Unit 2 - Research Methods: Thinking Critically with Psychological Science

So why do we need psychological science?

-Should we listen to our inner wisdom or should we often be subjecting our intuitive hunches to skeptical scrutiny?

-Psychological sciences prevent us from overestimating our own intuition, a common pitfall in eyewitness accounts, interviewee assessments, and other everyday instances.

Common Problems, and Preventive Measures

Hindsight Bias -- the "I knew it all along phenomenon"; basically being THAT guy who always says he saw it coming when it actually happens, but is silent when it doesn't happen.

Overconfidence -- when we overestimate our abilities, like THAT guy (or girl...) who thinks he can jump from a roof into a pool, and breaks his legs.

Scientific Attitude-- curiosity, skepticism, and humility. Prevents you from being a nitwit when solving psychological issues and lettings your own overestimation and biases cloud your judgement.

Experimentation, Description, and other means of describing data

Hypothesis--  the initial assumption the researcher has; what they think will be the result of their scientific pursuit.

Types of Description --

-Naturalistic Observation: observer takes an hands off approach, observes and carefully records data from afar, lets the subject exist freely.

-Case Study: observer becomes super involved in the daily life of the subject, learns all and any facet of the subjects life in hope of learning more about a certain problem or phenomena.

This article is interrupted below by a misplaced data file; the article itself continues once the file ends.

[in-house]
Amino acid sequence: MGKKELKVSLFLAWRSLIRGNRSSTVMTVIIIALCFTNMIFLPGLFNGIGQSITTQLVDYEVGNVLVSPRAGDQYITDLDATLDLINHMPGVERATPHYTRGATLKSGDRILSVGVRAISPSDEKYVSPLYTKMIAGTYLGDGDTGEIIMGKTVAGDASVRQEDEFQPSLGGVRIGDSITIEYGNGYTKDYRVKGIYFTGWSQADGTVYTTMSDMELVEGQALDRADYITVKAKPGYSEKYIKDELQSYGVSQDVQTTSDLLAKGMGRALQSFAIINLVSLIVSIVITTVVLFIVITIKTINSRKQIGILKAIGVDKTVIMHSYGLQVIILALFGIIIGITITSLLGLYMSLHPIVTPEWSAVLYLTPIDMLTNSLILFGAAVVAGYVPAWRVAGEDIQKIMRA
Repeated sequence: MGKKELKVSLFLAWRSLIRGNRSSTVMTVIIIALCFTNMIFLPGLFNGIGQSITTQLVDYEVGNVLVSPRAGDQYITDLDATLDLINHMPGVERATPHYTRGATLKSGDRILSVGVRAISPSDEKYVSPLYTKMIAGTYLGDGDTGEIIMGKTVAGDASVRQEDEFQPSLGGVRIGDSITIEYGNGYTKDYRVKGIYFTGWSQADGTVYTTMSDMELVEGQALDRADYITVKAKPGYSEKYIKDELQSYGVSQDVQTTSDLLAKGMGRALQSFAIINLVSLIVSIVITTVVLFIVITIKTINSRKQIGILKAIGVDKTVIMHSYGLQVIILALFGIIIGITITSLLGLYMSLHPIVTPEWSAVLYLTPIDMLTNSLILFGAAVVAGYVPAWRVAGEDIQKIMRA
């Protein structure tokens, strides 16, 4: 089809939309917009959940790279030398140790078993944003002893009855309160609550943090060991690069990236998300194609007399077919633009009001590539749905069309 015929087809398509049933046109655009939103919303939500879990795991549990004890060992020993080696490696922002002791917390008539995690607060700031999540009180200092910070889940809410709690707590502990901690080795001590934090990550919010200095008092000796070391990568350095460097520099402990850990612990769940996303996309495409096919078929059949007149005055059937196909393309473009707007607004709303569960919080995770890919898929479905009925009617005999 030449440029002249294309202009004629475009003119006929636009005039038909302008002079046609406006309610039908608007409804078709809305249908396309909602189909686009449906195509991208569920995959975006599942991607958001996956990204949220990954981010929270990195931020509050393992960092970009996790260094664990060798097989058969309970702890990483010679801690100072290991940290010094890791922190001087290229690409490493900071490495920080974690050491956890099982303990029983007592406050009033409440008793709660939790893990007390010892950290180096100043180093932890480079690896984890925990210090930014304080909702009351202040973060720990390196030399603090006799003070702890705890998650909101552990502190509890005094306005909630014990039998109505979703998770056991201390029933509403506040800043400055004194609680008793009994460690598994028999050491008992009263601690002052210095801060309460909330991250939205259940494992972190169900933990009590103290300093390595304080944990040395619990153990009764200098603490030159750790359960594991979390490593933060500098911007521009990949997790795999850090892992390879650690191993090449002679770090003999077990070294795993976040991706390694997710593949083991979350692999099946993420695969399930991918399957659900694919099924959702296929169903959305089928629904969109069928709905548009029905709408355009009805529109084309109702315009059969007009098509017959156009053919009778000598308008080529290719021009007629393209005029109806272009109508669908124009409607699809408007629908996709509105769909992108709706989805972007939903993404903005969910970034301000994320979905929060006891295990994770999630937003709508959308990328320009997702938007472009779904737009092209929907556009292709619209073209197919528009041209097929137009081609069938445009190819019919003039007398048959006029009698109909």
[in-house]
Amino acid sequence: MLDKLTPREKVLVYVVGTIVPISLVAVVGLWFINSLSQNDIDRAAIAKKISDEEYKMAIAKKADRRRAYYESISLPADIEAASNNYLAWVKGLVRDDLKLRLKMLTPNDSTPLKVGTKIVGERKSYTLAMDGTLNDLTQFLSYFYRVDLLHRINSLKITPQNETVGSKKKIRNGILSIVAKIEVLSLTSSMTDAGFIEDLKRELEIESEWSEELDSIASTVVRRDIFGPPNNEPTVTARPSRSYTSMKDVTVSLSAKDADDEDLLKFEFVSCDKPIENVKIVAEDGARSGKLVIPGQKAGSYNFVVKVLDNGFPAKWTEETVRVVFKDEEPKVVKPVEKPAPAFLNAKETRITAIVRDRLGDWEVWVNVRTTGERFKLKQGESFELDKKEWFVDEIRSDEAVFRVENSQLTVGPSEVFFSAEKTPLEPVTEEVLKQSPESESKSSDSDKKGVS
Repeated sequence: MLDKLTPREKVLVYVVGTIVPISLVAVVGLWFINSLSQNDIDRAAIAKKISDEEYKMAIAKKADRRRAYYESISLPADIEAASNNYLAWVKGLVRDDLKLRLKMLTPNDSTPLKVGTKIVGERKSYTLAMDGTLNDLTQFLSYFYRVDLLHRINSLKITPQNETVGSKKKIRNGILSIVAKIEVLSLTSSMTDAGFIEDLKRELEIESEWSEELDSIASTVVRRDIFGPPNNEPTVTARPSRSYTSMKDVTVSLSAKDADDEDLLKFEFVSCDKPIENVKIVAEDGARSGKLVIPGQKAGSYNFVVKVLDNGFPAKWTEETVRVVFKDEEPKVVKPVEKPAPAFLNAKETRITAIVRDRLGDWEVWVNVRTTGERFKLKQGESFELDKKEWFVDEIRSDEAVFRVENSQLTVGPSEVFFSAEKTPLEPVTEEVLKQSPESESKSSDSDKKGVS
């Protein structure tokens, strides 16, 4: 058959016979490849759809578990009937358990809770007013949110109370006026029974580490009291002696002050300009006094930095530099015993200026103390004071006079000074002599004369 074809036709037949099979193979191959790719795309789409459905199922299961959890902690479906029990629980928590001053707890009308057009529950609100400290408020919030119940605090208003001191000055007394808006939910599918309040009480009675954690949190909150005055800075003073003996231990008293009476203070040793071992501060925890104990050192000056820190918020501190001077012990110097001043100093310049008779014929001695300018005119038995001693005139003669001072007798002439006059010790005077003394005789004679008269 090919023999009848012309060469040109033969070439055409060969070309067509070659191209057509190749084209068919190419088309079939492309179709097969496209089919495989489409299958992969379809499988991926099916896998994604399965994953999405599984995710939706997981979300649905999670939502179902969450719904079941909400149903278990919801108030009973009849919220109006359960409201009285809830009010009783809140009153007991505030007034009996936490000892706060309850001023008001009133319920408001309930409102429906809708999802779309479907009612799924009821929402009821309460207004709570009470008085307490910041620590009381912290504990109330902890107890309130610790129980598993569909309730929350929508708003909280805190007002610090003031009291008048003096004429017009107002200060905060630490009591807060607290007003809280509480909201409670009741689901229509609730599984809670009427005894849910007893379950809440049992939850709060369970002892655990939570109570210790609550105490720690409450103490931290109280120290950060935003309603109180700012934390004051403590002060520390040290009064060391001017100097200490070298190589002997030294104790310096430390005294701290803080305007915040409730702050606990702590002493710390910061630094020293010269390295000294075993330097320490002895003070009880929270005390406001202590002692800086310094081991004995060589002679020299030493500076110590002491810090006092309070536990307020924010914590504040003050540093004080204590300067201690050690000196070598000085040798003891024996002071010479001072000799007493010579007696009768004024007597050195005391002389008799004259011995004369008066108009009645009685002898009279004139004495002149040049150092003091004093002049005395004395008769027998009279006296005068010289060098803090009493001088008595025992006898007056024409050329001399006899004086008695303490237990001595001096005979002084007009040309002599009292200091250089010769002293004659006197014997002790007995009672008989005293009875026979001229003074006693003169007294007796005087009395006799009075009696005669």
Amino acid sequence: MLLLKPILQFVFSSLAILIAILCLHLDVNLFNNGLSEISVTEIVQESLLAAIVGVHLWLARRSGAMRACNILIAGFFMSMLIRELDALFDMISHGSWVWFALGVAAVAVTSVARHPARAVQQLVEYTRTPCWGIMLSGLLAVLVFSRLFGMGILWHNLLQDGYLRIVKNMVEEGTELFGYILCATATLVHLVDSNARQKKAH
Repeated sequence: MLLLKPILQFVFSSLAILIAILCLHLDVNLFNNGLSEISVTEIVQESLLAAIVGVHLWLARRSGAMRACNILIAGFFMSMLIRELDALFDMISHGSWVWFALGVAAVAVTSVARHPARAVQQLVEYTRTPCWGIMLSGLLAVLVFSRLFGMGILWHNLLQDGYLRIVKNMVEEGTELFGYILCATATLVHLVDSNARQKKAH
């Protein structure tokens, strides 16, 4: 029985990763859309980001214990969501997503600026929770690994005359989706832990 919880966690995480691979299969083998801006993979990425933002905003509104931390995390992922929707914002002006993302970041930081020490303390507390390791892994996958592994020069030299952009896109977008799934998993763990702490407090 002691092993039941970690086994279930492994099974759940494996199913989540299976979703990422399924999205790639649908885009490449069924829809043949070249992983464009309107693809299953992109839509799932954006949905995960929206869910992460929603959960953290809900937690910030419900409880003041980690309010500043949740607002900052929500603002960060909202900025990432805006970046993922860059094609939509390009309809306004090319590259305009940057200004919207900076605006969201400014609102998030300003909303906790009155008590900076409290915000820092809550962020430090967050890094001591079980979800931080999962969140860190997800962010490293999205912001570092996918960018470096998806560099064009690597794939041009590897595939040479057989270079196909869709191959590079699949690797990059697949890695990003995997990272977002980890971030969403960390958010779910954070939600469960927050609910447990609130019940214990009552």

- Ex: Jean Piaget examined a few children in depth, which taught us about the                          thought process of children.

-Survey: observer mass distributes a variety of questions to a representative sample of people to find common ideals among many people.

      -Ex: Harris and Gallup have conducted many social surveys

Random Assignment-- process by which an experimenter picks a bunch of random dudes or chicks so they do not have carbon copy people giving results--more diversity = better representation

Independent Variables-- Stuff in an experiment that one can change; amount of a drug given, or the amount of time the subject is exposed to.

Dependent Variable-- Stuff that changes as a result of manipulations to the dependent variable.

Ethics in Psychological Research

Ethical Principles-- informed consent, prevent from harm, confidentiality, and debriefing.

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